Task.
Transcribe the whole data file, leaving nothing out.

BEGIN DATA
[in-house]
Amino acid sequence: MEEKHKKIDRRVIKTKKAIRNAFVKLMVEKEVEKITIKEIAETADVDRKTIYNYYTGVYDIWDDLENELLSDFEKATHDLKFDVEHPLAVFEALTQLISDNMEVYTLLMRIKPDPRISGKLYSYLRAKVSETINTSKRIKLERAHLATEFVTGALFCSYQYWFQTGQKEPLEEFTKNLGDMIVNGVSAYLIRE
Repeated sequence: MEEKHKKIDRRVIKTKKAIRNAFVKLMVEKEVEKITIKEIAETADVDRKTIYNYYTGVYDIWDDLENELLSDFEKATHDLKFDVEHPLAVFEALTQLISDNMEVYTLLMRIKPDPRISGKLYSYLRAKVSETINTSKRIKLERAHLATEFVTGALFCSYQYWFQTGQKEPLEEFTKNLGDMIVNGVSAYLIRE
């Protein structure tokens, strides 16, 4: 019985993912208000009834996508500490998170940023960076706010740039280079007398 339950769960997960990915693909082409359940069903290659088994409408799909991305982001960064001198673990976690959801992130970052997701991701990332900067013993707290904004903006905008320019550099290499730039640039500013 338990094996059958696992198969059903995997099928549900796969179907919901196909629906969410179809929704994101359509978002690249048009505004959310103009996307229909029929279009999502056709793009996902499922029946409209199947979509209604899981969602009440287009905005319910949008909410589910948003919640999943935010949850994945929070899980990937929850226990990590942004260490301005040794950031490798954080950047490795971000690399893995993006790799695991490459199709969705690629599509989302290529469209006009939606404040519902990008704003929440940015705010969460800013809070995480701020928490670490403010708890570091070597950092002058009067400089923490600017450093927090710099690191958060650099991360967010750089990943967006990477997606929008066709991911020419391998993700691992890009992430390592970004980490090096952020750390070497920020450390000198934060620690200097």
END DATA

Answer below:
[in-house]
Amino acid sequence: MEEKHKKIDRRVIKTKKAIRNAFVKLMVEKEVEKITIKEIAETADVDRKTIYNYYTGVYDIWDDLENELLSDFEKATHDLKFDVEHPLAVFEALTQLISDNMEVYTLLMRIKPDPRISGKLYSYLRAKVSETINTSKRIKLERAHLATEFVTGALFCSYQYWFQTGQKEPLEEFTKNLGDMIVNGVSAYLIRE
Repeated sequence: MEEKHKKIDRRVIKTKKAIRNAFVKLMVEKEVEKITIKEIAETADVDRKTIYNYYTGVYDIWDDLENELLSDFEKATHDLKFDVEHPLAVFEALTQLISDNMEVYTLLMRIKPDPRISGKLYSYLRAKVSETINTSKRIKLERAHLATEFVTGALFCSYQYWFQTGQKEPLEEFTKNLGDMIVNGVSAYLIRE
């Protein structure tokens, strides 16, 4: 019985993912208000009834996508500490998170940023960076706010740039280079007398 339950769960997960990915693909082409359940069903290659088994409408799909991305982001960064001198673990976690959801992130970052997701991701990332900067013993707290904004903006905008320019550099290499730039640039500013 338990094996059958696992198969059903995997099928549900796969179907919901196909629906969410179809929704994101359509978002690249048009505004959310103009996307229909029929279009999502056709793009996902499922029946409209199947979509209604899981969602009440287009905005319910949008909410589910948003919640999943935010949850994945929070899980990937929850226990990590942004260490301005040794950031490798954080950047490795971000690399893995993006790799695991490459199709969705690629599509989302290529469209006009939606404040519902990008704003929440940015705010969460800013809070995480701020928490670490403010708890570091070597950092002058009067400089923490600017450093927090710099690191958060650099991360967010750089990943967006990477997606929008066709991911020419391998993700691992890009992430390592970004980490090096952020750390070497920020450390000198934060620690200097």